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Carnegiea gigantea (saguaro cactus)

A star of many Western films, the iconic saguaro cactus is a spectacular feature of the Sonoran Desert in south western North America.
Carnegiea gigantea forest

Carnegiea gigantea forest (Photo: Wolfgang Stuppy)

Species information

Scientific name: 

Carnegiea gigantea (Engelm.) Britton & Rose

Common name: 

saguaro cactus, giant cactus

Conservation status: 

Not officially listed as endangered or threatened but protected under the Arizona Native Plant Law which has strict regulations on collecting and selling saguaros.


Sonoran Desert (Arizona, California, northern Mexico and Baja California).

Key Uses: 

Ornamental, food, construction material, firewood, important in local traditions.

Known hazards:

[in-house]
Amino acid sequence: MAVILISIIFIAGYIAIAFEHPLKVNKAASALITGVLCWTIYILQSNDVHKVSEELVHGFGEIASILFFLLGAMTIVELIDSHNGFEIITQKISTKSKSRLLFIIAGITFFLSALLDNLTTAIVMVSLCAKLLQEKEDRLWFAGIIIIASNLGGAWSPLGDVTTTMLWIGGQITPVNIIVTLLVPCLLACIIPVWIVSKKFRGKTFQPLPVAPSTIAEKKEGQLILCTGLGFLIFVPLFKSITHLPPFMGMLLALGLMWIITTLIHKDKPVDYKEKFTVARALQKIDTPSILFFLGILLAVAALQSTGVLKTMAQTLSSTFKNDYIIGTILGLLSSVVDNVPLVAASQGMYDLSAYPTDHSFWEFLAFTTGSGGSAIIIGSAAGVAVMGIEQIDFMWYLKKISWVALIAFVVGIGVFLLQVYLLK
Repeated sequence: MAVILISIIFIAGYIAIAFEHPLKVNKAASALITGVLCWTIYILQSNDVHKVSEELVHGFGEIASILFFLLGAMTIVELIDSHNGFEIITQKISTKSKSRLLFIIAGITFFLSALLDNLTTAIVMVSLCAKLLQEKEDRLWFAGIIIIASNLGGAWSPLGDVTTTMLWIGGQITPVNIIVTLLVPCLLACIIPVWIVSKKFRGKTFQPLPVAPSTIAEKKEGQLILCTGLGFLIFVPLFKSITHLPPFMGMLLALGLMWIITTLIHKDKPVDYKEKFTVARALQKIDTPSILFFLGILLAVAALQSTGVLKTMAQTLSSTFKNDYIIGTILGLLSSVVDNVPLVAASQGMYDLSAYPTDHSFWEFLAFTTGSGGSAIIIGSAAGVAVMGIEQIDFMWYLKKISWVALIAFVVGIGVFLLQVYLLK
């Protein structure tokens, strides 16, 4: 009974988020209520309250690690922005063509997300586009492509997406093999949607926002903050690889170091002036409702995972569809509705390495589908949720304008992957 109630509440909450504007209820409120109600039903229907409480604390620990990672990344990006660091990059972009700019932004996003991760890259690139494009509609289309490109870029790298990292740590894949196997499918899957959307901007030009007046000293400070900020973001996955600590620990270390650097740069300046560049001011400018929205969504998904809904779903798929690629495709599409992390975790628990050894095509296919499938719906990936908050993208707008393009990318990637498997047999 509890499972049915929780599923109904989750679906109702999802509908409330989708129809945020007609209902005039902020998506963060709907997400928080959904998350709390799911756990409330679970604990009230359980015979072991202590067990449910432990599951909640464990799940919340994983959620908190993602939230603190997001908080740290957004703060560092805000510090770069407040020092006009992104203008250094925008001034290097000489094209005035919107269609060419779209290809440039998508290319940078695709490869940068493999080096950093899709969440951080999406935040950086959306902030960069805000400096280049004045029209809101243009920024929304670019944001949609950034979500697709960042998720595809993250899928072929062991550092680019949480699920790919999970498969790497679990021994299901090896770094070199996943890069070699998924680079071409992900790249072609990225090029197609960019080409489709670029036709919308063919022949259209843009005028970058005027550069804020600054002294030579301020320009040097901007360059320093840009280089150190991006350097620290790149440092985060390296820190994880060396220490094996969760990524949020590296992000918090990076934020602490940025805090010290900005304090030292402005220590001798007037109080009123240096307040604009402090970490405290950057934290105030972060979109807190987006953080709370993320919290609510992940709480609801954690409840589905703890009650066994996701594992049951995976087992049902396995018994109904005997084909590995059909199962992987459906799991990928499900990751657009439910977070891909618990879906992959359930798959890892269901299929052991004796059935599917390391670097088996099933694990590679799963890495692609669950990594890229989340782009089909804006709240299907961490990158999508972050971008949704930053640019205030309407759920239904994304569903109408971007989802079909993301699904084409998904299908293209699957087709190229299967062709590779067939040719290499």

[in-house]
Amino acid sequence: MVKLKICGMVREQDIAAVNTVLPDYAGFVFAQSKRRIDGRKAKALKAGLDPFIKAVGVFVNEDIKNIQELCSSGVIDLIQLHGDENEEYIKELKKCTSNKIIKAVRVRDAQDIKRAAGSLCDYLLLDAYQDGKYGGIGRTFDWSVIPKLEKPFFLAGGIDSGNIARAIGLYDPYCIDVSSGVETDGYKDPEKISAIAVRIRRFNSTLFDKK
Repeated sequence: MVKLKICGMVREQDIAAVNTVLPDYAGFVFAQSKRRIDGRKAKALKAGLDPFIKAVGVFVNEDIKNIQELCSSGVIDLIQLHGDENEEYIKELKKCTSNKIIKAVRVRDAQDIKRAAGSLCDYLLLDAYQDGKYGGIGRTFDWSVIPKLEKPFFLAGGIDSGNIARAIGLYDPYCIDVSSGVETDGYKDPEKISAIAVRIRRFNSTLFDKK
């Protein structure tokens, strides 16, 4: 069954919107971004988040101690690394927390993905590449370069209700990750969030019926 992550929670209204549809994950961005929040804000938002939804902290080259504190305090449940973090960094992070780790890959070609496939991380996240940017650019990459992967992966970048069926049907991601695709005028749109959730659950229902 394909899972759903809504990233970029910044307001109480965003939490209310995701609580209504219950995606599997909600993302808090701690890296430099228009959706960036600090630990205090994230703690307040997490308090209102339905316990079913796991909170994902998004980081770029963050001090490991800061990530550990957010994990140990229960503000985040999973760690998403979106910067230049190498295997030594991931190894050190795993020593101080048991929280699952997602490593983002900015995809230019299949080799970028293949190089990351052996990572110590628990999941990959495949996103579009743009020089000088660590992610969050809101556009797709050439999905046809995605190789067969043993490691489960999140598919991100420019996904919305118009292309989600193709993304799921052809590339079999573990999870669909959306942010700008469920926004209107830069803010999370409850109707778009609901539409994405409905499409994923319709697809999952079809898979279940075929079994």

The trunk of the cactus bears long, dense, stout, spines.


Genus: Carnegiea

About this species

Carnegiea gigantea was named in honour of the great philanthropist Andrew Carnegie (1835-1919). A true giant of the cactus family, it has become a part of film history as the iconic ‘Western cactus’ featured in many Western films. In Arizona, where its blossom is the official state flower, these giant cacti form entire forests. Their appearance is so spectacular and unique that an entire national park has been dedicated to them, the Saguaro National Park. A fitting tribute because the saguaro is not only beautiful and impressive, but is also the only member of the genus Carnegiea. However it’s most important feature is the part that it continues to play in long standing and significant aspects of Native American culture.


Cereus giganteus Engelm.


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